- If one wants to see financial turmoil then one should keep an eye on Turkey. Turkey has a TRULY MASSIVE Current Account Deficit (of ~ 6.5% of turkish GDP) and their debt is predominantly short-term. An excellent recipe for a financial disaster in Turkey somewhere in the future.

The US faces another problem. The US wants that the Iraqi shiite led government arms up sunni "tribes" in order to fight ISIS. But the iraqi government doesn't like to arm their "(potential) "sunni enemies/adversaries".
ISIS has made it clear that every group that fights/resists ISIS can count on retaliation from ISIS.

A good example of how doling out more weapons in Iraq only results in more violence in Iraq and surrounding countries.

I still remember that the US handed out weapons to the Iraqi army in say 2004 & 2005. But those US made weapons turned up in the posession of a group of bankrobbers in Istanbul and in Lebanon (Hezbollah). When Israel invaded southern Lebanon in 2006 they were shot at with those same US made weapons.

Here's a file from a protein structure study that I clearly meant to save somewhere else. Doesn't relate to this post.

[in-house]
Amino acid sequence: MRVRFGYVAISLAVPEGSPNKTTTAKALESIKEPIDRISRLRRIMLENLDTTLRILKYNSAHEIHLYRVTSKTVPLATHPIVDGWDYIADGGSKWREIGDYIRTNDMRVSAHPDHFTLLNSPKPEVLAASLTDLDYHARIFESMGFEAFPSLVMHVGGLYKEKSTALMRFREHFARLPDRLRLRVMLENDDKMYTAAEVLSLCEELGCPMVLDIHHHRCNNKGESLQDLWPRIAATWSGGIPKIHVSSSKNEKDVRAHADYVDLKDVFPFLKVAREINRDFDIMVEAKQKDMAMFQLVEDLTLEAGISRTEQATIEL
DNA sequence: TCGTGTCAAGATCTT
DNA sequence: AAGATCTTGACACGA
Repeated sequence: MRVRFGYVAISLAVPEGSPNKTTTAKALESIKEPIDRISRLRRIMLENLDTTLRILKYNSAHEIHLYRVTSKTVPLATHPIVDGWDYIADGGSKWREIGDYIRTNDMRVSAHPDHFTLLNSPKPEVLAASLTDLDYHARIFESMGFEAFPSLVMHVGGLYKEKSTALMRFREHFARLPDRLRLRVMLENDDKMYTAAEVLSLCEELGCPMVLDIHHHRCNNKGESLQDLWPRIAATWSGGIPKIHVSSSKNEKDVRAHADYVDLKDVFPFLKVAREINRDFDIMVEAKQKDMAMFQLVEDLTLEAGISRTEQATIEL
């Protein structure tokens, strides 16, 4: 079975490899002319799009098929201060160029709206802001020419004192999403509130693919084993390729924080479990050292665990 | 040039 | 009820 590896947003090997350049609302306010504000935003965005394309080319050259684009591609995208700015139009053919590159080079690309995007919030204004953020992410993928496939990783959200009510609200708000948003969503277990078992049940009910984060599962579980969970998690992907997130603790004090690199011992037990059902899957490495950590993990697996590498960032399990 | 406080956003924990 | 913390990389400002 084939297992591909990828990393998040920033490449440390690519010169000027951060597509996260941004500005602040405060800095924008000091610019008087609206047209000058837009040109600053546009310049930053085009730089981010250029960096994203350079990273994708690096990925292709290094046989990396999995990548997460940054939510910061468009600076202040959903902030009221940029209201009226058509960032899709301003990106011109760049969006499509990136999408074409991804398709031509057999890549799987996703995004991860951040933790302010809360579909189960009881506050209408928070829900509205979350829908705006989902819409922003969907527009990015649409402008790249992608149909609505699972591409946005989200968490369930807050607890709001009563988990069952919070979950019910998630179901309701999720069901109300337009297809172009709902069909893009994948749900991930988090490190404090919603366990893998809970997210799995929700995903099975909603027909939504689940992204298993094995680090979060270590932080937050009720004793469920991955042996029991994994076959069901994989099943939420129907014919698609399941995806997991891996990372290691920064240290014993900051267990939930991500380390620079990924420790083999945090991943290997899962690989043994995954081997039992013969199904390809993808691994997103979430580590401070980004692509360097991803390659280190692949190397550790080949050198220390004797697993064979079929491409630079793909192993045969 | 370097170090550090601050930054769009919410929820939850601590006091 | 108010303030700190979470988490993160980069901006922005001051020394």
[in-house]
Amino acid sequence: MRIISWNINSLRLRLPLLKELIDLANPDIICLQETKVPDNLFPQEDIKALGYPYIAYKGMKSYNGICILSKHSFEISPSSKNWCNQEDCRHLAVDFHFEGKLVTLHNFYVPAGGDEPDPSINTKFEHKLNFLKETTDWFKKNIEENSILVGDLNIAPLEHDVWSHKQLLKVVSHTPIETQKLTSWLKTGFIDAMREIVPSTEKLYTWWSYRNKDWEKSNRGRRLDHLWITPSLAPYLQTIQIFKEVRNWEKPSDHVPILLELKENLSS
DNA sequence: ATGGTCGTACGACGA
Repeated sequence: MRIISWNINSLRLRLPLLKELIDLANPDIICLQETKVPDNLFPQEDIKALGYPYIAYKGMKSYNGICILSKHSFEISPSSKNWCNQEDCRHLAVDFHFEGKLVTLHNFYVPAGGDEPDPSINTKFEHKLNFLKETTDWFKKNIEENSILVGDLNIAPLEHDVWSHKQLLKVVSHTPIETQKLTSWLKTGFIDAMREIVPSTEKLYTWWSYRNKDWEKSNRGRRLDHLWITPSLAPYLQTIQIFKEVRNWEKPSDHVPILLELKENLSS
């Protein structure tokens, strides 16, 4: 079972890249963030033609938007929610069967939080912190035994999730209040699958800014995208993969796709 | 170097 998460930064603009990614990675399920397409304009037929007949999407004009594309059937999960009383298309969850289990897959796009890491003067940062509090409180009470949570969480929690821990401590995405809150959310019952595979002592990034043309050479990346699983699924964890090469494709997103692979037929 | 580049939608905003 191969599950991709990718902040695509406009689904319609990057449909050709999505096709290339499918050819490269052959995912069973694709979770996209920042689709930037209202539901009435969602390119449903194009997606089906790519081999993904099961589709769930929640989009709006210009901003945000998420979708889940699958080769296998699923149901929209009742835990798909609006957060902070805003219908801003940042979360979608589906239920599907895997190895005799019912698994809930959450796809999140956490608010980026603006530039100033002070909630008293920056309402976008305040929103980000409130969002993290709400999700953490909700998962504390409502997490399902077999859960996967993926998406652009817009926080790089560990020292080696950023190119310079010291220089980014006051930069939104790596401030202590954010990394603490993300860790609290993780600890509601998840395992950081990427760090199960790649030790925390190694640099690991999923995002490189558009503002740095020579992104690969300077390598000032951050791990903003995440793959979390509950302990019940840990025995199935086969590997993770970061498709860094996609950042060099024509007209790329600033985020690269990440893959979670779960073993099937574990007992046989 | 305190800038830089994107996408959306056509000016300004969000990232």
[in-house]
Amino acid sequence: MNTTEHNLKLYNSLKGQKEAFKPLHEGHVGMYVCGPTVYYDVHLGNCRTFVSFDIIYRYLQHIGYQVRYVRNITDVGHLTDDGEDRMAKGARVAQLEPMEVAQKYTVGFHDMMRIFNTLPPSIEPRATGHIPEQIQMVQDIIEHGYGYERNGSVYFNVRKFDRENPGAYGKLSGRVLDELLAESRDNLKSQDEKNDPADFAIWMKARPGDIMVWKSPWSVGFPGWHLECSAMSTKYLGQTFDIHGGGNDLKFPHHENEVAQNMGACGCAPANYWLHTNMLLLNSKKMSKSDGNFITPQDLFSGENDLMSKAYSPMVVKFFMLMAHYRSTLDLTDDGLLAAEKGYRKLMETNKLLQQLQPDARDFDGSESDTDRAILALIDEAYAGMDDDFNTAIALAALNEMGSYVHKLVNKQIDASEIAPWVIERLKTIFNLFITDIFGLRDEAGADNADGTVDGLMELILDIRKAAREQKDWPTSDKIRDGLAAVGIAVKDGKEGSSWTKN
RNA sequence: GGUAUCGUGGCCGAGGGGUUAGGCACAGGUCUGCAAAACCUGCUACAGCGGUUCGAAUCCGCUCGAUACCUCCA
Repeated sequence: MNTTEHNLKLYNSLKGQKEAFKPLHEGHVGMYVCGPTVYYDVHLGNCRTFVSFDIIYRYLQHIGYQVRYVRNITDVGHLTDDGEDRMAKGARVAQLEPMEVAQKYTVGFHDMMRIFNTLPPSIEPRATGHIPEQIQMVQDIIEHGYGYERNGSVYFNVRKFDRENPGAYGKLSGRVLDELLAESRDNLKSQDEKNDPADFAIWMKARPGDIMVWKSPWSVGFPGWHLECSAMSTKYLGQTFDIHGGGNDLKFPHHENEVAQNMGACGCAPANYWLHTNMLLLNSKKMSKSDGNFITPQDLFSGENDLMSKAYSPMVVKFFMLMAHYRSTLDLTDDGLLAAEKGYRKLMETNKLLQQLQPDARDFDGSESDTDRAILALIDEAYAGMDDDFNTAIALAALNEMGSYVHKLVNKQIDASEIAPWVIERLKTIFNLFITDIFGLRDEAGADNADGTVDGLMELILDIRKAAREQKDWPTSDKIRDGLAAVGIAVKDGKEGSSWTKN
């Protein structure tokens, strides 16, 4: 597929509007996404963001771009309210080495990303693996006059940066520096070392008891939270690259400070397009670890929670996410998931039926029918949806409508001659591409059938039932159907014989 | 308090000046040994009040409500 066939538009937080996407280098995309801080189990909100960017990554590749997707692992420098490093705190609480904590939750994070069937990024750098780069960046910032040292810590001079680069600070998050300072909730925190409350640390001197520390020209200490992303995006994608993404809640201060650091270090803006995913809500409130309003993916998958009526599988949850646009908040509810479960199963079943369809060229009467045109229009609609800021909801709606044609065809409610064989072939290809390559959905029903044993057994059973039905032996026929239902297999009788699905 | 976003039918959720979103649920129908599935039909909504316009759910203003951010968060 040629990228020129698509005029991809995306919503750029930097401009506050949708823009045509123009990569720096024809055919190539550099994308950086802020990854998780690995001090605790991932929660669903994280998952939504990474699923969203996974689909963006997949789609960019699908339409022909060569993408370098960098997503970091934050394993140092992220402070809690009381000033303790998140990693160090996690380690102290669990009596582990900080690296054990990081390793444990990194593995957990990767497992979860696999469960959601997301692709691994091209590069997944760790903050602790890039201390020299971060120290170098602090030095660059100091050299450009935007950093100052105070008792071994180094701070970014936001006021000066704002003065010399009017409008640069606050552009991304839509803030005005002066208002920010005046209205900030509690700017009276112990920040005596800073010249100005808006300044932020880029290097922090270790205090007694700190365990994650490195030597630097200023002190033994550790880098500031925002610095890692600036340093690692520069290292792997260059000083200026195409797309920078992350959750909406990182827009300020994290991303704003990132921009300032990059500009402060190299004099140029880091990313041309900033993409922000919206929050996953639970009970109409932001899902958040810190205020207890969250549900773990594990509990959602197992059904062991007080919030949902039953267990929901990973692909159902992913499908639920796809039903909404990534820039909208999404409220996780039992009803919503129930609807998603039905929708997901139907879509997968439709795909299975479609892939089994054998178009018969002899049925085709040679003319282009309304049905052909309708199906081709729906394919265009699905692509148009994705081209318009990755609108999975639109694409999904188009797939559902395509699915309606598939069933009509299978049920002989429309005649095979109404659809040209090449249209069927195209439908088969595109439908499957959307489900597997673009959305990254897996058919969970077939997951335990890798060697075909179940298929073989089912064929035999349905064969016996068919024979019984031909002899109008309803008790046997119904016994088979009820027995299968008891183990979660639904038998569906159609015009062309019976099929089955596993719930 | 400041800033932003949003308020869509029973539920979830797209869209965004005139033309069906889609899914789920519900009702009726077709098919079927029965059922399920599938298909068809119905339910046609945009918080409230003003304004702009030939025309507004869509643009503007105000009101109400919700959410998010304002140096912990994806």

Posted by: Willy2 | Jan 6 2015 15:18 utc | 62

Interesting article on NPR about Strelkov that I can't make much sense of. (with soundtrack)

Posted by: okie farmer | Jan 6 2015 16:11 utc | 63

savvy [sic, sick]
*Add up the numbers of the 3 “Missing” Airliners (8501, 370, 17) and what number do you get? 8888. 4 of the same number in a row is seen as a good thing for a certain group of people, who may have (likely IMO) had a hand in this. * [1]

i tried hard to differentiate bet the cabal who rule the evil empire and the ordinary joe. but every each day some sob come along and give me another reason to wish the destruction of this land of the evil.